“There was a period in my life when I did not have a clue about who or what I wanted to be. I was completely disconnected from whatever talents I might have had. I was fortunate enough to meet Bob Patino, an interior designer who became a mentor to me. Very quickly, I found a direction and a career.
I immersed myself in work, and the years flew by. I was continually looking for the next job, the next challenge. The one constant in my schedule was an annual trip. Every December I visited some exotic destination. This was adventure travel, and it usually did not involve luxury hotels or pampering. The point was to get closer to another culture.
One year I was in Himalaya, hiking through a rhododendron forest along the border between Sikkim and Nepal. The views were incredible, but the mountan path was more suited to goats than to people. It was a perpetual zigzag – climbing up, flattering out, then climbing up again. I was looking at the steep incline coming up and thinking about how I hate going uphill. When was it going to be lunchtime? How much farther did we have to go before it would be over? Why was I here?
All of a sudden a light bulb went off in my head. Wait a minute. I’m walking on the flat part now, and it’s actually kind of pleasant. The clouds just parted, the sun came out, and I can feel the warmth on my skin. Why don’t I enjoy it, instead of worrying about what’s up ahead?
The future will always be just out of reach. You’ll get there eventually, and it may not be as bad as you think. But in the meantime, don’t miss the here and now. Live in the moment. That’s what’s important. What I’m doing today? How can I use my energies?
I don’t pretend to have absorbed this message completely, but I’m trying. There is always a before and an after; but the point is to be present and aware for all the moments in between.”
I can barely contain my enthusiasm for the work of Vicente Wolf – a legend on the design scene with a magnificent portfolio, author, lecturer, photograph, world traveler, and art aficionado. His work is like no one else’s. Sophisticated, elegant, and comfortable combination of „strength and sensuality“. I’ve read almost every design book that was published in the last 20 years. Among my top 5 favorites are “Learning to See”, “Lifting the Curtain on Design”, and “The Four Elements of Design” – all written by Vicente Wolf. Recently I had the great pleasure to have a cyber sit down with the New York designer. So, pour yourself a cup of coffee, sit back and enjoy the conversation. I sure did.
What does a happy day in the life of Vicente Wolf look like?
Presenting a job that I’m very proud of and having the client feel the same. I love gardening and if it’s an extraordinary day, I’m getting on a plane to some exotic place.
Do you have a daily routine?
Get up at 5:30 – run, do sit ups, feed the fish and the cat.
7:30 Meditate for a half hour, get ready to go to the office.
8:45 Go thru emails and messages, flip through the NYT and greet the staff as they come in.
9:15 Work begins: Put finishing touches on spaces, offer my design concepts for others, Google around for that perfect chair, instruct the intern on his way to the D+D for fabric samples, etc.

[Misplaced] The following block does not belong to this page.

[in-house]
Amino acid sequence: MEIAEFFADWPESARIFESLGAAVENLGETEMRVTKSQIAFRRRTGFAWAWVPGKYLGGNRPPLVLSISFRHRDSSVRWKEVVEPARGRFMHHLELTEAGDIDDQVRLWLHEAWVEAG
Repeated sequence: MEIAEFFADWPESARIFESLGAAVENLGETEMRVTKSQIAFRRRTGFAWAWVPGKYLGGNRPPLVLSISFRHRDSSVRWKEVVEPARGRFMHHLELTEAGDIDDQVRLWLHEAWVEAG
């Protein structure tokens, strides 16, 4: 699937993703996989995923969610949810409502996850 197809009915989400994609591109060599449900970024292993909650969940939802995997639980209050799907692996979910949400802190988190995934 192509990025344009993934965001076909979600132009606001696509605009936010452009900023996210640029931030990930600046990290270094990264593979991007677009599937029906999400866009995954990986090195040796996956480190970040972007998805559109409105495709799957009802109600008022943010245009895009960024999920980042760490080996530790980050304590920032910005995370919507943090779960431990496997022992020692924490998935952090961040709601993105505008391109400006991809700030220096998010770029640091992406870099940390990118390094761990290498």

11:00 Jump next door to my showroom, VW Home, to review the new shipment of inlaid pieces that just came in from Bangkok. Work with showroom manager Trudi Romeo on reorganizing the displays.
12:00 Go over photos to determine which we should post on social media.
12:45 Return messages.
1:00 Have my cantaloupe and cottage cheese lunch.
1:30 Walk around to each of the designers for updates and to weigh in on the projects they are working on.
2:30 Move into my marketing director’s office to go over various items: contest judging requests, media outreach, PowerPoint presentation for upcoming speaking engagement and respond to editors’ questions.
3:30 Perhaps join the team listening to a product rep in the conference room, dash over to a job site, respond to designers’ questions regarding projects, Skype with client, etc.
5:30 Head home to meet my trainer for yet another workout.
5:45 Prepare a healthy and delicious dinner and get ready for the theater.
10:45 Go to bed.
When did you first discover your love of interior design?
In the 1970’s.
Looking back at your first project, what design knowledge do you wish you had back then?
The resources to create custom furnishings instead of purchasing from the showrooms.
What interior design moves you most?
Designing spaces with wonderful natural lighting.
When designing your home, what was your first source of inspiration?
For my home in Montauk, it was the ocean, without a doubt.
What is your best advice on color?
To use mercurial colors that change as the day progresses.
What do you suggest people to transform their homes?
Work from floor plans and complete the plan before beginning work. You must have a total vision of the space before starting.
If you had no limits, what would be your dream project?
One where the client is clear about what they want and then gives me the freedom to let me design one step beyond their expectations. When they trust me, they are always very happy with the result.
What do you love to do when you aren’t designing?
Being in the garden, traveling, cooking.
What are your favorite books?
Biographies; getting a glimpse into the lives of successful people is a marvelous source of personal growth.
What does success mean to you?
Having my work that brings me much joy and enjoying my life.
Imagine you’re teaching a class in the school of life. What would be your tips?
Even if it’s a horrible day, you’ll always come out ahead if you put your integrity first and never compromise. Be a professional in your work and never forget that you MUST learn how to be a business person first and a creative person second.
Photos: Vicente Wolf